I hope I can apply this lesson throughout the rest of my life.

Wow, I’m officially 30-something. Nine more years of this.

What’s crazy is I remember my dad turning 40 and my time is not too far ahead of me. He had a pretty big, somewhat extravagant party. It was probably the biggest birthday party my family had when I was growing up.

I don’t remember having too many parties as a child. I do remember maybe one or two, at which only about 5-10 kids showed up. They were nice but I was one of the least popular in my school so not many kids even wanted to come over.

This didn’t really change in middle or high school either. During my sophomore year, my mom did her best to put together a surprise birthday party for me. I believe only 3-4 people showed up. It’s not that I didn’t have friends, but it was confirmation not to throw my own birthday parties.

Since high school, birthdays have always been a somewhat private event. It’s not that I don’t like celebrating or going out. Much of the problem lies in the timing. May is a busy time for students to prepare for finals and going home for the summer. So there really never was an opportune time to publicly celebrate.

I find that the best way to celebrate my life is to be happy knowing that I can continue doing what I always do. Maybe it would be a little different if my closer friends lived near me, I dunno.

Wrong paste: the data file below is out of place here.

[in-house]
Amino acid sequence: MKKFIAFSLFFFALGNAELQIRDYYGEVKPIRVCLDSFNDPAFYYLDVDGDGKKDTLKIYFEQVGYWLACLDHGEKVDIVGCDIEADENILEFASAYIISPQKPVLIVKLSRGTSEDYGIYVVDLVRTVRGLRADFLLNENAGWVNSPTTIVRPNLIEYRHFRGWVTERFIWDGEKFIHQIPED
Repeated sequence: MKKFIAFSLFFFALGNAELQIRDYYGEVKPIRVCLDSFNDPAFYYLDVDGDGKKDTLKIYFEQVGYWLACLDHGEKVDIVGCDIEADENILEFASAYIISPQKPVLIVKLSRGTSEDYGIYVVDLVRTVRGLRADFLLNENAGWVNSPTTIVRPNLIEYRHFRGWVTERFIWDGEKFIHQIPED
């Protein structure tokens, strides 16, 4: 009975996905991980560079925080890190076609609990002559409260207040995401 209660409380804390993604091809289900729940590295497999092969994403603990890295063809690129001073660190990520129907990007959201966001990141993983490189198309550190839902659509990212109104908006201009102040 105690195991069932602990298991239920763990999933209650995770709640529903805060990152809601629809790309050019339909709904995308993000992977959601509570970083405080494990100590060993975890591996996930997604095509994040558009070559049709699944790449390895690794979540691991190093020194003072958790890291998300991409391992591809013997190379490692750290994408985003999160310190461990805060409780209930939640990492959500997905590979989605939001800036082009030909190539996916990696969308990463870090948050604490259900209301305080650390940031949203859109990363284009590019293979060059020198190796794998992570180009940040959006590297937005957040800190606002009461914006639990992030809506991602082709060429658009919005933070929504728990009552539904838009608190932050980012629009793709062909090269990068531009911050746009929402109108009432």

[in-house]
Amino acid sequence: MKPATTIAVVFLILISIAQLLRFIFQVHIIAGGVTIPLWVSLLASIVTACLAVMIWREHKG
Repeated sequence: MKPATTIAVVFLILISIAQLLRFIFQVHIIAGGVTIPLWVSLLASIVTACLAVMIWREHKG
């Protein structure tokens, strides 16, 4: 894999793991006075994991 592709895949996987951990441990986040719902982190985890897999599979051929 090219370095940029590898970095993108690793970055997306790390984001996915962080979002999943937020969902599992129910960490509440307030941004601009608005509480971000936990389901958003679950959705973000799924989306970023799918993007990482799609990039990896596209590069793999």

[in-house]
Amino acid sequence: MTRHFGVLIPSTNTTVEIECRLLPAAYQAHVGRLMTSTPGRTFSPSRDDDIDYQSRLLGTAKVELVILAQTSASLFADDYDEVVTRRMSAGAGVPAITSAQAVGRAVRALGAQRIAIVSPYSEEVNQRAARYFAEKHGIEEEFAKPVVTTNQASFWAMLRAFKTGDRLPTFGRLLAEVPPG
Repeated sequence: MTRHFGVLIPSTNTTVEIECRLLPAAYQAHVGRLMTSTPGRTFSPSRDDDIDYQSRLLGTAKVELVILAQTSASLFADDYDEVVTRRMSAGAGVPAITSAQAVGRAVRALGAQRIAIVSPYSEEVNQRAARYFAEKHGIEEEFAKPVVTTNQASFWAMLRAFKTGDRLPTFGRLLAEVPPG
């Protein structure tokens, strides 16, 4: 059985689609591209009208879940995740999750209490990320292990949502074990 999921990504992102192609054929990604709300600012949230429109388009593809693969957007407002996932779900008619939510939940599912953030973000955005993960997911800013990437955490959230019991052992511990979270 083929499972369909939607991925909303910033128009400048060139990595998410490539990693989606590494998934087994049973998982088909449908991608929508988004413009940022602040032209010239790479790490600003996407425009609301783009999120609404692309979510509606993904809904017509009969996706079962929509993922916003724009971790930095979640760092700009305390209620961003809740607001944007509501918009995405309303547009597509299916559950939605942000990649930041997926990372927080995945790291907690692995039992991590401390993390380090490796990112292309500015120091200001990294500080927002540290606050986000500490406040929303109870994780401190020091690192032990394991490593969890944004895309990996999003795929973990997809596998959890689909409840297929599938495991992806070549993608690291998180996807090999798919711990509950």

I don’t take pity on myself or feel sadness that I’m not a big birthday person. I feel a sense of comfort that I’m still alive, I feel younger than my age, and I don’t have to worry about organizing anything.

Do I prefer a personal, self-involved birthday? All I will say is that I’m happy to be alive. Who could really ask for more?

Since about 1997, I’ve more or less used Outlook Express to manage all of my email. I was never a heavy enough user to warrant switching to Outlook or anything else that heavy, so Outlook Express has been the default, go to email client for me.

Now, 13 years later, I’m finally making the switch away from Outlook Express architecture. It’s been a little painful since I never needed anything more than Outlook Express. I also have 12+ years of emails nicely categorized and filed away in a somewhat complicated architecture designed in Outlook Express. So going completely cloud computing based email is out of the question for me. I also am not a fan of the limited Windows Live Mail client. It just wasn’t customizable enough for what I needed.

Now, I’m finally giving Mozilla Thunderbird a temporary test. I was against switching to Thunderbird 2 for many reasons, but Thunderbird 3.0.4 seems so far to do what I prefer.

My likes and dislikes so far:

  • Simple installation – Love it. No hassle, easy to input my email account.
  • Multiple identities – This is a feature I’ve needed since I discovered it in Apple Mail. Sadly, I always had to create multiple dummy accounts just to be able to send as another identity. This is especially important since I don’t need a bunch of personal inboxes for each account. Gmail allows me to gather all of that nicely into one place, which I then just download from one account. Perfect!
  • Local Folders vs. Account Folder – This has been a moderate annoyance. Why the heck did I have *two* inboxes and trash folders? Seems so useless to have a Local Inbox when my Account Inbox was the only one being used. It took me a while to find out you can setup a Global Inbox to handle everything.The default setup for all new email accounts you associate is to store mail in the newly formed account folder (or create it when needed). So, by default, you will have two copies of Inbox, Drafts, Sent, Trash and Outbox. That’s such stupid way to do it when you’re only setting up one account! It just complicates everything for a user.